For Patriots fans who remember Jackson as a shutdown corner, it’s important to bring context to just how poorly he has played in L.A. Let’s look, for example, at his PFF grade for the past three years.
2021 with New England: 82.3 (sixth among NFL CBs)
2022 with L.A.: 28.7 (235th — out of 236)
2023 with L.A.: 48.2 (145th)
It’s wild to think that Jackson went from being one of the league’s best corners to, essentially, the league’s worst. But that’s exactly what happened. And while he was playing better this year, the Chargers barely let him on the field.
Belichick will have his hands full to turn Jackson into his latest reclamation project. And while the Patriots might prove capable of bouncing back in 2023, there’s always the possibility that this move will help them in 2024. If Jackson begins to play better, he and Gonzalez could pair to become a formidable tandem next season.
New England, however, will need a lot more than Jackson if it wants to hold off a total nosedive in 2023. Jackson barely begins to replace Gonzalez. And then there’s the issue of Judon’s injury, which will force veteran Josh Uche and rookie Keion White into bigger roles. And if that all goes seamlessly, that would just plug the personnel leaks on a 1-3 team. New England will need to substantially improve on offense if it is going to compete this year.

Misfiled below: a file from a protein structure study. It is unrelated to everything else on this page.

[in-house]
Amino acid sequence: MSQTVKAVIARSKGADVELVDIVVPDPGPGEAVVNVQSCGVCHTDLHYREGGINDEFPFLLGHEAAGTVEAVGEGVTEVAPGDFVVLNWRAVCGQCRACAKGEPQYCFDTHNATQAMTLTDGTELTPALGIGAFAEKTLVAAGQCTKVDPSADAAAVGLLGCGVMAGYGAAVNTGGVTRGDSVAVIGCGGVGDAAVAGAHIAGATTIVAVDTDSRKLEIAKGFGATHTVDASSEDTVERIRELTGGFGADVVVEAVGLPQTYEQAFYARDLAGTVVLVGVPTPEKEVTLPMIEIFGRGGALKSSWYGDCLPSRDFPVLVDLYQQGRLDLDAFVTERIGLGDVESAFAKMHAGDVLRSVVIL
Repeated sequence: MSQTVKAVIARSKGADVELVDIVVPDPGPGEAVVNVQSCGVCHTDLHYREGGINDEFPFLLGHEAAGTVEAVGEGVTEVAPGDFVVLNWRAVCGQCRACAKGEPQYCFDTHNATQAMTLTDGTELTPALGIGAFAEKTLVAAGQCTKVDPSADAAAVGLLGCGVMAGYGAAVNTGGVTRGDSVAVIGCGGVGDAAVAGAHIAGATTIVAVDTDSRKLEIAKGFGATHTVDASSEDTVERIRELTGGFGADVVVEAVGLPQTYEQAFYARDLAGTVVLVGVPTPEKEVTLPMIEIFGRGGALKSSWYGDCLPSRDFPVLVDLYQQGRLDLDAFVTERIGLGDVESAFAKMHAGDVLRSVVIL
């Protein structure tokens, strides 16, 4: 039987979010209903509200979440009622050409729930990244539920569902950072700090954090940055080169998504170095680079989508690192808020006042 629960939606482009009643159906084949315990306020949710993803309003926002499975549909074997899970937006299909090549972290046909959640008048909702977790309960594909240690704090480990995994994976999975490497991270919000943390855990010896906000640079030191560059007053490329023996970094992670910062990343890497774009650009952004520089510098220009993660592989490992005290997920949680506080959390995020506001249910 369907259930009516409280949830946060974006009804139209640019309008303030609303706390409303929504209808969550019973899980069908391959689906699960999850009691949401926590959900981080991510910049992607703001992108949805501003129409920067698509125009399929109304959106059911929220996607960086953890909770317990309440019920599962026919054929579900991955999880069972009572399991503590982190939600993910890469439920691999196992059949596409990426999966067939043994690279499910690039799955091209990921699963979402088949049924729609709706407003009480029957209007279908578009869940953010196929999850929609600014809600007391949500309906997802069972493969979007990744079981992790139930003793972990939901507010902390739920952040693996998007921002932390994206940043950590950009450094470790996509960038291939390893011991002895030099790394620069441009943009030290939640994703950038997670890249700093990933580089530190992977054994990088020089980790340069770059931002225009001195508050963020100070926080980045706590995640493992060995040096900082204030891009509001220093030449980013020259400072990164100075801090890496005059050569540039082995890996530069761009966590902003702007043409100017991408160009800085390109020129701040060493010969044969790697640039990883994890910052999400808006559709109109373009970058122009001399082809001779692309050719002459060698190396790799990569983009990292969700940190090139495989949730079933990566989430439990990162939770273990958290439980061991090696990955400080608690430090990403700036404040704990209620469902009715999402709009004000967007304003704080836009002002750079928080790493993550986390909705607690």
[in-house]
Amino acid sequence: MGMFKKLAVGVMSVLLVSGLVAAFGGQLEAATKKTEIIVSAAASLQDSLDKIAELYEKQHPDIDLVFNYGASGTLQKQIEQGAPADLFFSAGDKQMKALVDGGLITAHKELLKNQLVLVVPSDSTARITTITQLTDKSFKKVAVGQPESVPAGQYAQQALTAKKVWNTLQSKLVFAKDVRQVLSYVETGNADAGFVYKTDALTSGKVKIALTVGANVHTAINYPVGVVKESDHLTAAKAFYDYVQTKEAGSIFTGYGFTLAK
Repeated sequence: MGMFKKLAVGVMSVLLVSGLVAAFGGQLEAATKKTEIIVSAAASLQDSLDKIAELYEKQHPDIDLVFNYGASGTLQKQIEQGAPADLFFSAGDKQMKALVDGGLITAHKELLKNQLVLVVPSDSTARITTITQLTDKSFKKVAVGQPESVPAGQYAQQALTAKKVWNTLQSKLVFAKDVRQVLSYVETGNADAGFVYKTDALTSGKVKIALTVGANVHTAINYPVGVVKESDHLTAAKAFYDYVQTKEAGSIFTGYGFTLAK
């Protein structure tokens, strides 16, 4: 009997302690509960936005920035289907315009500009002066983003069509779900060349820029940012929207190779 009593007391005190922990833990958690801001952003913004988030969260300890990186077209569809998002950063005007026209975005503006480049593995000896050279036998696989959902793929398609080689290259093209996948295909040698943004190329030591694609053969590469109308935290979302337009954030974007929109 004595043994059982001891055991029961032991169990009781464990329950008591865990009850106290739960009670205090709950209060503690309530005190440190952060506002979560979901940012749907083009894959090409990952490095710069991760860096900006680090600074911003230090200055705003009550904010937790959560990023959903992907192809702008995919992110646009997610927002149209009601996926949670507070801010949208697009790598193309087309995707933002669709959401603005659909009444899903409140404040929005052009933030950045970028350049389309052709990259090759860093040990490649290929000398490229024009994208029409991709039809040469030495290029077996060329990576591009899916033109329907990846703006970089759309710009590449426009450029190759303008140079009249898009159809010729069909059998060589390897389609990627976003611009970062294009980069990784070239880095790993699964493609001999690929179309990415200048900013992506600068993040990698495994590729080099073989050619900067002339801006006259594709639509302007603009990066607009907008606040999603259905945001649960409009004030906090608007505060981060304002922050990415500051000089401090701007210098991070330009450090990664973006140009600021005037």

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The good news is that the Patriots have a very winnable stretch of games over the next eight weeks: vs. Saints, at Raiders, vs. Bills, at Dolphins, vs. Commanders, vs. Colts, bye, at Giants and then vs. Chargers. Could the Patriots win six of those games? It’s optimistic to think so. But it’s also possible.
What they’ll need in the meantime is to shore up their offensive line, which has struggled in a big way. And maybe — just maybe — Belichick will get aggressive and shop for the top-tier pass-catcher this offense truly needs. He shopped in the bargain bin for options in free agency and neither tight end Mike Gesicki nor receiver JuJu Smith-Schuster has been the answer. Belichick drafted receiver Tyquan Thornton in the second round in 2022 and he’s been mostly injured and, even when on the field, largely unproductive.
Jackson may be a big name — at least in New England — but the move is quite small. This team needs a big move. If the Patriots are serious, they need to put their chips on the table. And it’s not like they don’t have spending money. Belichick has stockpiled $80 million in cap space for 2024. He can absolutely afford a receiver like Tee Higgins or even Davante Adams, who could change the team’s playoff prospects.
I’m not saying it’s going to happen. I’m just saying it would make a lot of sense.
Prior to joining FOX Sports as the AFC East reporter, Henry McKenna spent seven years covering the Patriots for USA TODAY Sports Media Group and Boston Globe Media. Follow him on Twitter at @henrycmckenna.